June 19, 2012

Jonathan Haidt, Call your office!

I applauded last night's superb "Liberty on the Rocks -- Flatirons" gathering. Bradley Beck, spoke on "the importance of effective communication within the liberty movement." A recurring theme -- if not his directly -- was the other folks' competence at distilling ideas and appealing to the heart. I have certainly complained several times that I need to trot out 100 year old economics books while my Facebook friends can just show a picture of a poor child.

I will not let go of this smug superiority lightly, bit I must confess one absolute truth. Videlicet, that all of my leftist friends feel exactly the same. Oh those clever right wingers use all their Koch money and hire evil geniuses and package child molestation as a public good! Why oh why can't we have some brilliant people on our side?

Case in point is a link sent by a great friend of this blog. I noticed that Ann Althouse referred to the same article, but sugarch -- I mean our anonymous friend -- was first. It is painful, but I suggest you read it coast to coast.

In conservative politics, democracy is seen as providing the maximal liberty to seek one's self-interest without being responsible for the interests of others. The best people are those who are disciplined enough to be successful. Lack of success implies lack of discipline and character, which means you deserve your poverty. From this perspective, The Public is immoral, taking away incentives for greater discipline and personal success, and even standing in the way of maximizing private success. The truth that The Private depends upon The Public is hidden from this perspective. The Public is to be minimized or eliminated. To conservatives, it's a moral issue.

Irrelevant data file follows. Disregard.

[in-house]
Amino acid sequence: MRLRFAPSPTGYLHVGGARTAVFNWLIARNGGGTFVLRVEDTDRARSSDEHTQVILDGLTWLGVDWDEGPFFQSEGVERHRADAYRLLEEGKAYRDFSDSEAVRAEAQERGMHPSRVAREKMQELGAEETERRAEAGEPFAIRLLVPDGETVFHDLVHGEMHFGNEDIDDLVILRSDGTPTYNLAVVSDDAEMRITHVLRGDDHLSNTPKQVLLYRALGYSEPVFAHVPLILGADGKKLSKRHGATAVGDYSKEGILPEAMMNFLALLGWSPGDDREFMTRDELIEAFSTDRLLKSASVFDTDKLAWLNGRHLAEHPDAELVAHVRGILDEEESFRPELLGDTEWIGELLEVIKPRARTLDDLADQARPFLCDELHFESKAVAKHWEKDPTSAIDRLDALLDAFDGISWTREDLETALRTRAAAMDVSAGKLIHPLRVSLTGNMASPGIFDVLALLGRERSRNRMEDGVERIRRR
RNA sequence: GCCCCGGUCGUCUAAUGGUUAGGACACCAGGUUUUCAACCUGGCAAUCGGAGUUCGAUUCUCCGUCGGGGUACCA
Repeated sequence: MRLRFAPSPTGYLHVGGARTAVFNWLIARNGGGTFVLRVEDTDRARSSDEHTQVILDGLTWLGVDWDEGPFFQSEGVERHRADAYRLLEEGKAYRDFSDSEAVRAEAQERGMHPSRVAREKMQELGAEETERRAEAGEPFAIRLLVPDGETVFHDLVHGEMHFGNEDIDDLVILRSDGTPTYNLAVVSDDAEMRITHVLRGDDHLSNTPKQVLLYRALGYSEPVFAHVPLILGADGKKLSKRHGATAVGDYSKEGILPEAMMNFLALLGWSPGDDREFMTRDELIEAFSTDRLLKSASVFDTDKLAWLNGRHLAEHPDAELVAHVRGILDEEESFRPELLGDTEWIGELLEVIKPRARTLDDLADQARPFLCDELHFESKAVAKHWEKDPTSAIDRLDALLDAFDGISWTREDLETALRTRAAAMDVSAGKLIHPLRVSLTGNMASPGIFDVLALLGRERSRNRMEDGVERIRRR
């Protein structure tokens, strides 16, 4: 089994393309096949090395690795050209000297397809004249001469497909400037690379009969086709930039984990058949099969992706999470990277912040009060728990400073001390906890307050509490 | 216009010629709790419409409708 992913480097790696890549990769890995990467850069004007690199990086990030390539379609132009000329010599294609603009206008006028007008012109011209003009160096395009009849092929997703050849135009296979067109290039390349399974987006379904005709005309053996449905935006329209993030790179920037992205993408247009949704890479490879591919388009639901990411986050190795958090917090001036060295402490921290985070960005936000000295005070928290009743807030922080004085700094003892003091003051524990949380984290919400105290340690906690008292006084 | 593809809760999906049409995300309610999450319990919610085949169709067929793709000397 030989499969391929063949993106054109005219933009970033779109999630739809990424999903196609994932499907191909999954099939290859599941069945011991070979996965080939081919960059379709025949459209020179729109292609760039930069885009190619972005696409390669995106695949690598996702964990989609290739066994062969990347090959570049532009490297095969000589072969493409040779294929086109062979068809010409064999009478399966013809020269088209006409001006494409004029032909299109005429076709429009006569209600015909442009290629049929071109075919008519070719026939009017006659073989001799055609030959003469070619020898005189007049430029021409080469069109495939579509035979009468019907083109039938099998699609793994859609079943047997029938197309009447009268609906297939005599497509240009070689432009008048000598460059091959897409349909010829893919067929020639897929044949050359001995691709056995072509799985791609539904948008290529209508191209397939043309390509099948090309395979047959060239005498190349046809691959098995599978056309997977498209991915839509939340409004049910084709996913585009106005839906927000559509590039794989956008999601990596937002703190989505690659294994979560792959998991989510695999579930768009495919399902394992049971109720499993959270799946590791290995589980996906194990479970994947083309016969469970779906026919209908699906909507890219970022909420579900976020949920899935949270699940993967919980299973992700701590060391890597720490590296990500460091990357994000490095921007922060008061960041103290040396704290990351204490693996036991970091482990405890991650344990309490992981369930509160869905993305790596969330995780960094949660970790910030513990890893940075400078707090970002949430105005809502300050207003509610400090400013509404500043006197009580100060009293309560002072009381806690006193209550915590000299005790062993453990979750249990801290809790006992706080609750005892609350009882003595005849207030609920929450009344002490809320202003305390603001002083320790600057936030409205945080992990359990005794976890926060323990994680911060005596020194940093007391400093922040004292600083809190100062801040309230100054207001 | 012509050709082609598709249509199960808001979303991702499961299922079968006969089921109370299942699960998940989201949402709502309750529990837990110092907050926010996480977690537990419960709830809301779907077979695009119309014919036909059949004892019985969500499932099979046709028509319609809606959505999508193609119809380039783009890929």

-- And there are far less appealing sections.

But the topic is how to appeal to these people or those they have influenced, and just saying "that is complete and total b******t!" is not going to work. George Lakoff is the West Coast' s answer to Noam Chomsky and I confess I don't know Elisabeth Wehling. They and their passionate followers are clearly beyond reach. But this is on HuffPo and will be passed around (no doubt I'll see on Facebook any minute now).

Politics Posted by John Kranz at June 19, 2012 12:19 PM

Nobody light a match - strawmen are everywhere!

Not to mention at least a few flat-out lies: "Wealthy progressives have not funded progressive communication in the same way to bring progressive moral values into everyday public discourse." Okay, maybe it's not technically a lie since George Soros is a communist rather than a progressive, and the dozens of progressive charitable foundations are funded by the wealth of long-deceased free market businessmen despite now being directed by progressive "moralists."

That the redefinition spin machine is working this hard is a sure sign of desperation on the progressive left. Rand said that what is moral is what is required for human survival. Rational self-interest is innately human, while the moral foundation of altruism is unearned guilt. But when wage earners have no wages to earn there is nothing to feel guilty about.

Posted by: johngalt at June 19, 2012 3:55 PM


Is Jonathan Haidt the author you once (or maybe multiple times) recommended to us to help explain why so many people, "don't get it?" If so, can you please re-remind me which book to read?

I have very little time for reading but jg and I have a 16 hour drive to CA coming up soon and we might be able to do some reading in the car.

Anybody else with must-read reading suggestions?

Posted by: dagny at June 19, 2012 5:34 PM

Guilty -- The Righteous Mind: Why Good People Are Divided by Politics and Religion Amazon

You'd dig Arthur Brooks's The Road to Freedom as well. It rubs some old scabs off of our elevator talk contretemps.

Posted by: jk at June 19, 2012 6:05 PM | What do you think? [3]